A five-step procedure is used to determine whether an applicant is eligible for disability insurance benefits:

In step one, the Secretary determines whether a claimant is currently engaged in substantial gainful activity. If so, the claimant is not disabled. In step two, the Secretary determines whether the claimant has a "medically severe impairment or combination of impairments, " as defined in 20 C.F.R. § 404.1520(c). If the answer is no, the claimant is not disabled. If the answer is yes, the Secretary proceeds to step three and determines whether the impairment meets or equals a "listed" impairment that the Secretary has acknowledged to be so severe as to preclude substantial gainful activity. If this requirement is met, the claimant is conclusively presumed disabled; if not, the Secretary proceeds to step four. At step four, the Secretary determines whether the claimant can perform "past relevant work." If the claimant can perform such work, [he] is not disabled. If the claimant meets the burden of establishing an inability to perform prior work, the Secretary must show, at step five, that the claimant can perform other substantial gainful work that exists in the national economy.

Reddick v. Chater, 157 F.3d 715, 721 (9th Cir. 1998) (citing 20 CFR §§ 404.1520, 416.920).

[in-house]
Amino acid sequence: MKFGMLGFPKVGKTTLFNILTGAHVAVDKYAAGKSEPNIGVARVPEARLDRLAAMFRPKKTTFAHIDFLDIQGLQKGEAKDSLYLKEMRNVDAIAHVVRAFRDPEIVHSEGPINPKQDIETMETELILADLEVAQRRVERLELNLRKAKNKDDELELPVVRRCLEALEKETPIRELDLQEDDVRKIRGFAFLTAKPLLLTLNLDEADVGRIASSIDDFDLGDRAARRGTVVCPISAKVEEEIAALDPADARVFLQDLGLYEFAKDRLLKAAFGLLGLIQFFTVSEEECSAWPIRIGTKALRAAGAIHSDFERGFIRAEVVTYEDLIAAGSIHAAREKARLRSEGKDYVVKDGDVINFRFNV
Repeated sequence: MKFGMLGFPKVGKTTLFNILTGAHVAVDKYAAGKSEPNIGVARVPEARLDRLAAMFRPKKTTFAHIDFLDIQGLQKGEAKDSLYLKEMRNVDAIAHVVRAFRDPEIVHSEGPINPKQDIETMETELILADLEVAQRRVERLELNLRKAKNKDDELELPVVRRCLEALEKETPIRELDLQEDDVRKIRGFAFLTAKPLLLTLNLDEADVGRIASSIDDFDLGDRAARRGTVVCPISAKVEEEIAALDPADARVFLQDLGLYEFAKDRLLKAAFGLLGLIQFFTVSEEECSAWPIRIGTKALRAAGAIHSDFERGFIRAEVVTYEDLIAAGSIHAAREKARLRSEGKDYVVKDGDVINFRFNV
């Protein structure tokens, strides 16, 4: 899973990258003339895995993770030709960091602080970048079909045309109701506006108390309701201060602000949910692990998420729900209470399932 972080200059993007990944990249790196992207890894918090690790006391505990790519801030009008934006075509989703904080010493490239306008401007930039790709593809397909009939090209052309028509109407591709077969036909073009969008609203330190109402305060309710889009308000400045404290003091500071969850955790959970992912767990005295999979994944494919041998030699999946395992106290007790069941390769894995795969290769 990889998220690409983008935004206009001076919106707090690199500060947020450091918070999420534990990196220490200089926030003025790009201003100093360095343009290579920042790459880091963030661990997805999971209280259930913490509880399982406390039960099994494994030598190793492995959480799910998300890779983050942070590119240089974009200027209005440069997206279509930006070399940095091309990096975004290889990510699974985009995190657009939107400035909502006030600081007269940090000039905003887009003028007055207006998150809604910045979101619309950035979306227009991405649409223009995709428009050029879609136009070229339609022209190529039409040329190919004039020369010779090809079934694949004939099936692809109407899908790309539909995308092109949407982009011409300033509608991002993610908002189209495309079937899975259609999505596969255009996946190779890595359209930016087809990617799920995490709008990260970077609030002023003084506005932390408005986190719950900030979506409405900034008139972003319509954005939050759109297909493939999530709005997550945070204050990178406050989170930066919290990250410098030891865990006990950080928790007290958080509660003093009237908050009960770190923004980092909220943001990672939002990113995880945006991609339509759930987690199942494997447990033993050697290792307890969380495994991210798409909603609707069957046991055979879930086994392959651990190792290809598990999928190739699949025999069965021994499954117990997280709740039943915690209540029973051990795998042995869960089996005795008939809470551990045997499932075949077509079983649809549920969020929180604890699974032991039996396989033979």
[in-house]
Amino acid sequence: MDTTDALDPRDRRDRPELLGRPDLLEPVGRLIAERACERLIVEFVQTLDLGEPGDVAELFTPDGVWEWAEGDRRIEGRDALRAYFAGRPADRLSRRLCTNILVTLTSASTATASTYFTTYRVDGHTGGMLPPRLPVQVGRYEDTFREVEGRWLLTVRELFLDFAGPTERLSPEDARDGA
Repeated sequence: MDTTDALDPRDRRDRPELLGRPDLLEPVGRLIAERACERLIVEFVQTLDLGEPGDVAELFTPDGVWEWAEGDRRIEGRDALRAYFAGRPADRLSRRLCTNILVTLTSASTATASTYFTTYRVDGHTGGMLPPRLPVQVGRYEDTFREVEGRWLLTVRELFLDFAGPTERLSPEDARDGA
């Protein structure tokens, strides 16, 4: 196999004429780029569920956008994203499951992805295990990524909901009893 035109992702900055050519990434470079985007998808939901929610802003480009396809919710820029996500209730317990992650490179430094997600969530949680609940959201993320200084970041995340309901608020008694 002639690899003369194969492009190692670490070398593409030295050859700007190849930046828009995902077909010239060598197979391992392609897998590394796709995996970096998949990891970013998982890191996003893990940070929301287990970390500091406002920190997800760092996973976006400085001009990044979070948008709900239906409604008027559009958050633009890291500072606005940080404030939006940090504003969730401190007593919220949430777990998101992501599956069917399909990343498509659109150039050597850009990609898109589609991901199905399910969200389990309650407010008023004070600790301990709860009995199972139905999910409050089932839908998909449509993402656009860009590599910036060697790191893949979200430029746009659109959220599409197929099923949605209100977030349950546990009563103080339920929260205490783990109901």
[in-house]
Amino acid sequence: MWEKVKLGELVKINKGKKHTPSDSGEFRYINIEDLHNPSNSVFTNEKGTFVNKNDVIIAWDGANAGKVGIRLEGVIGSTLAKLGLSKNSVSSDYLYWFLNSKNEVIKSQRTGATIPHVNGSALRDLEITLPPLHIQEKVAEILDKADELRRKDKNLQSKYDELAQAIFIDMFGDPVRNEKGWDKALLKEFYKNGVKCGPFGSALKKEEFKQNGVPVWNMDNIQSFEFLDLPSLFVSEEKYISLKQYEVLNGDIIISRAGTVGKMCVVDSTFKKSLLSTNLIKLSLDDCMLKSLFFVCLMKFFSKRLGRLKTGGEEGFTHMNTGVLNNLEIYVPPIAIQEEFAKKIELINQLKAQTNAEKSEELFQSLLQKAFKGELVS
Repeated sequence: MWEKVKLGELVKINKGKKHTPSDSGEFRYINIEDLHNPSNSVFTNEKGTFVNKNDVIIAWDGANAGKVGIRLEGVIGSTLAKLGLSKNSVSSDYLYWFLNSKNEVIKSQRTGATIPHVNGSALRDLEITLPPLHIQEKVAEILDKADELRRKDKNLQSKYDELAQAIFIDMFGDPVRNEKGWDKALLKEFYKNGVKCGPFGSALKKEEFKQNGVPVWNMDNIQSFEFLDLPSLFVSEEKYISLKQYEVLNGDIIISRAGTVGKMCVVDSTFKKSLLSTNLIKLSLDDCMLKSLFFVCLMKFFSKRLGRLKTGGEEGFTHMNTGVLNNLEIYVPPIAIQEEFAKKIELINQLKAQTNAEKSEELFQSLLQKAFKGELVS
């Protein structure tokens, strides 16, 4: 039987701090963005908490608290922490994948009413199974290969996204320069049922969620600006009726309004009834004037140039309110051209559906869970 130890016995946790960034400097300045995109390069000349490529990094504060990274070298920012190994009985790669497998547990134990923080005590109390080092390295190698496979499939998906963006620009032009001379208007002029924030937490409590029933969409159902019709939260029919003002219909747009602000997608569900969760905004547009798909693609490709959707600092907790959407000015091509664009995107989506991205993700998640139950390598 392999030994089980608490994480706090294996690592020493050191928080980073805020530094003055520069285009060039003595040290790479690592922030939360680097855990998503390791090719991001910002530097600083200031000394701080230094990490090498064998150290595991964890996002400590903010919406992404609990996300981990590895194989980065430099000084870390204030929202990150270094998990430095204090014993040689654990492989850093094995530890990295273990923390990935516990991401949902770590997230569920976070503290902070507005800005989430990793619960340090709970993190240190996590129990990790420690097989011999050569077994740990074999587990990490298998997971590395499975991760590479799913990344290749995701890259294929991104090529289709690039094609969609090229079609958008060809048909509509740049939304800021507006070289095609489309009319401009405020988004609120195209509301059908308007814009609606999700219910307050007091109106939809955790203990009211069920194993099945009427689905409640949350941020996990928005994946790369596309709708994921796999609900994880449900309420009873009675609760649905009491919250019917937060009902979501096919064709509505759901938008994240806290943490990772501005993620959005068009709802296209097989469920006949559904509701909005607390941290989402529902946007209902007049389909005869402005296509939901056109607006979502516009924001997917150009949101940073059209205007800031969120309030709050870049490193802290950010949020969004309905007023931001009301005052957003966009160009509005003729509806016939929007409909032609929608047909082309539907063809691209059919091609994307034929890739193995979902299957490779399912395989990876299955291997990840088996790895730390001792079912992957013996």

In reviewing the decision of the ALJ, the Court must affirm the ALJ's decision unless it contains legal error or is not supported by substantial evidence. Orn v. Astrue, 495 F.3d 625, 630 (9th Cir. 2007); Marcia v. Sullivan, 900 F.2d 172, 174 (9th Cir. 1990). Substantial evidence means more than a mere scintilla, but less than a preponderance; "it is such relevant evidence as a reasonable person might accept as adequate to support a conclusion." Lingenfelter v. Astrue, 504 F.3d 1028, 1035 (9th Cir. 2007); see also Reddick, 157 F.3d at 720. In determining whether substantial evidence supports the ALJ's decision, the Court considers the record as a whole, weighing both the evidence that supports and that which detracts from the ALJ's conclusions. Reddick, 157 F.3d at 720; Tylitzki v. Shalala, 999 F.2d 1411, 1413 (9th Cir. 1993). The ALJ is responsible for resolving conflicts, ambiguity, and determining credibility. Andrews v. Shalala, 53 F.3d 1035, 1039 (9th Cir. 1995); Magallanes v. Bowen, 881 F.2d 747, 750 (9th Cir. 1989). Where "the evidence can reasonably support either affirming or reversing a decision, [the Court] may not substitute its judgment for that of [the ALJ]." Andrews, 53 F.3d at 1039. "However, a reviewing court must consider the entire record as a whole and may not affirm simply by isolating a specific quantum of supporting evidence." Orn, 495 F.3d at 630 (internal quotations and citations omitted). The Court reviews "only the reasons provided by the ALJ in the disability determination and may not affirm the ALJ on a ground upon which he did not rely." Id.